Ireland, road, frost, Clare, Eire, oil, plein air

To get started I painted a simple view that is very typical of the area. I thought to add some figures but decided the emptiness was best. The complex tracery of the hedgerows is always a challenge, It’s easy to break them into simple blocks of appropriate tone but I feel that is not really facing up to the challenge as their intricacy is very much part of their charm. So I try to hit a halfway house by painting layers of negative and positive shapes in a quite loose manner.


Road, Ireland, eire, painting, plein air, clare

I started this from a photo and it just didn’t go right. The mixture of detail and simplicity just wouldn’t come into balance. Luckily the next day the evening was very clear so I went out and reworked it in situ. I was glad the original laying in was there as it was well below zero and even half an hour left me bitterly cold.


Ireland, Clare, oil, painting, plein air

A smaller 10 by 7 the smaller paintings have worked better on this visit, the extreme cold at 12 below made the larger 14 by  10’s a rush to get done before frostbite set in.


Carron, ireland, plein air, oil, painting

Next day, due to late convivial nights I seemed to always be painting in the very last of the light on the first few days. Here the glimmer of sun in the distance made a wonderful counterpoint to the bleak coldness of the road. I painted in the distance in completely first as the light was going over, then did the foreground in the last of the fading light which by chance rather helped the contrasts in the final picture. 10in by 7in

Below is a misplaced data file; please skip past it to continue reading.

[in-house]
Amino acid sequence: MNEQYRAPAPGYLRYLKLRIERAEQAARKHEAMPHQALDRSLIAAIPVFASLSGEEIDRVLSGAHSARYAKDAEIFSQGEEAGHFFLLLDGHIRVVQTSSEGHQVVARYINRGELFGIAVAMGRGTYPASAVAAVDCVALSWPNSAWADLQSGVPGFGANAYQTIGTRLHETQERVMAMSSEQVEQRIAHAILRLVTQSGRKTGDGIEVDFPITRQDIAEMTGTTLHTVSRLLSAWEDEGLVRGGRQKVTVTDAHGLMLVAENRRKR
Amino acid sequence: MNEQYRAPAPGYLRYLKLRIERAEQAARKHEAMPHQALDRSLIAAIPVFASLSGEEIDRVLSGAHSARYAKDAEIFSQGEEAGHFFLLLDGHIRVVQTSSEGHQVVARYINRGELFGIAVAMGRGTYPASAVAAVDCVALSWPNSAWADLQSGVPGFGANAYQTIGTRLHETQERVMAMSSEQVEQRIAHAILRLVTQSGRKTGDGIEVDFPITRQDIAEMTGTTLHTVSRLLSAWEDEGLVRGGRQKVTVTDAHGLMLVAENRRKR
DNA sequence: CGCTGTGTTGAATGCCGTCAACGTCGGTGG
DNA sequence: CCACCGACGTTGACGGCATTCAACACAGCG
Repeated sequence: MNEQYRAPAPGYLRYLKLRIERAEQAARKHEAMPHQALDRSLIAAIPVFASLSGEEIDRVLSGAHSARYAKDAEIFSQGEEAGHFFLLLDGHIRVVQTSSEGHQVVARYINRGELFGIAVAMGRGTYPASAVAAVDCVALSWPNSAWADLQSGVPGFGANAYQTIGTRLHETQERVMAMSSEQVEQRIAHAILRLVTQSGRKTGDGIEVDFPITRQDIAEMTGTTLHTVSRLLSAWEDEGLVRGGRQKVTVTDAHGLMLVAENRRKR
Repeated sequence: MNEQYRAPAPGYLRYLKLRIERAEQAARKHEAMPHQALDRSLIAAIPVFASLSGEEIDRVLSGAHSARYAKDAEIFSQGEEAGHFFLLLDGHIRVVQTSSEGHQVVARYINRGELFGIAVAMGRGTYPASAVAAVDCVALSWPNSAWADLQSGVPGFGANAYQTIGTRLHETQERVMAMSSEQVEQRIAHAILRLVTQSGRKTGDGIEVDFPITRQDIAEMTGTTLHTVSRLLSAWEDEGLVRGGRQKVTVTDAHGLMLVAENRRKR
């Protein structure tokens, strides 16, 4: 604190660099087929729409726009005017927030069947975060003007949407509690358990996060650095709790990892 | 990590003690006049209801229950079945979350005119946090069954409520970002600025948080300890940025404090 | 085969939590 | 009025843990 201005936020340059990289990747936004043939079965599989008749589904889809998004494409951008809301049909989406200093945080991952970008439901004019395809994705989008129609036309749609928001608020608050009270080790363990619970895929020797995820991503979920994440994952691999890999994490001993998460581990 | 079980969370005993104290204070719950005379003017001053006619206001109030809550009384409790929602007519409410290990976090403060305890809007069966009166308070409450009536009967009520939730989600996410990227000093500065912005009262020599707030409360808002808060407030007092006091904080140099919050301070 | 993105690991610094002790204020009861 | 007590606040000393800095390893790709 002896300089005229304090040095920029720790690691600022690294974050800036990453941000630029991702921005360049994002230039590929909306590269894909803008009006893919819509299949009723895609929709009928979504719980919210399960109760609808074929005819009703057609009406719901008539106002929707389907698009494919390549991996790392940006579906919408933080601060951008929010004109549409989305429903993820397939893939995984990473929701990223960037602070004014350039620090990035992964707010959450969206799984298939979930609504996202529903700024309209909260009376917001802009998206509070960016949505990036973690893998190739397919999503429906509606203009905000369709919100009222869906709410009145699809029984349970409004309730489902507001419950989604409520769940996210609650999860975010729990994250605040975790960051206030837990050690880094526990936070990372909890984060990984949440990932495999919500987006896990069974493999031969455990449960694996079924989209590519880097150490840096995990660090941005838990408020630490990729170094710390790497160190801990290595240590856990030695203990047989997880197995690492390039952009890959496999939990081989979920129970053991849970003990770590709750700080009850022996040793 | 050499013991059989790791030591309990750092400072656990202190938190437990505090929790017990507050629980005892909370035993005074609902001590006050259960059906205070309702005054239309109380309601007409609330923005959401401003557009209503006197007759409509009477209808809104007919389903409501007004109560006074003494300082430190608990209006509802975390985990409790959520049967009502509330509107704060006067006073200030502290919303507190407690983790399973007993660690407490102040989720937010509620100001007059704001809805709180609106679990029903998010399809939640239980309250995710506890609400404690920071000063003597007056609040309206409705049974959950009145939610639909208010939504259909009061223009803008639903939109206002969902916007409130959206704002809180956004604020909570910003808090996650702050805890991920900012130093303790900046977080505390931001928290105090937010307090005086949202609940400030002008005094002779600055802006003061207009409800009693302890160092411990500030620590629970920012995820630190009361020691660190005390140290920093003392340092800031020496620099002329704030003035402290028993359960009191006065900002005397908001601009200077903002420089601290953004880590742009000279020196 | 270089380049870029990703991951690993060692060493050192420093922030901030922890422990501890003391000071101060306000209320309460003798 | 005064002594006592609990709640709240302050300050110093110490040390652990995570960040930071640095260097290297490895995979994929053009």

Ireland, Eire, Co Clare, road, painting, oil, plein air.

The low temperatures with zero wind produced tremendous frosts which I found very hard to capture in oils. In this picture there is no snow only frost which doesn’t really come across. I will try again in a few studio pictures as I feel with patience and more time than you have when painting away from base some thing that better captures the unique feel could be achieved. So in order to better catch the mood I changed over to water colours.


Here’s my first attempt in watercolour, the scene was slightly misty which helped the mood. The Burren has such distinct textures I felt I had to have a stab at rendering them so I tried using counter shapes IE painting the spaces between the twigs rather than the twigs themselves then laying washes over the top. This softens the whole thing which I exploit by scrubbing over with a bristle brush where I want the detail to blur off. To contrast with these areas I tried to keep the other parts extremely simple. The palette was deliberately limited, the colours here are Ultramarine, Yellow Ochre and Indian Red.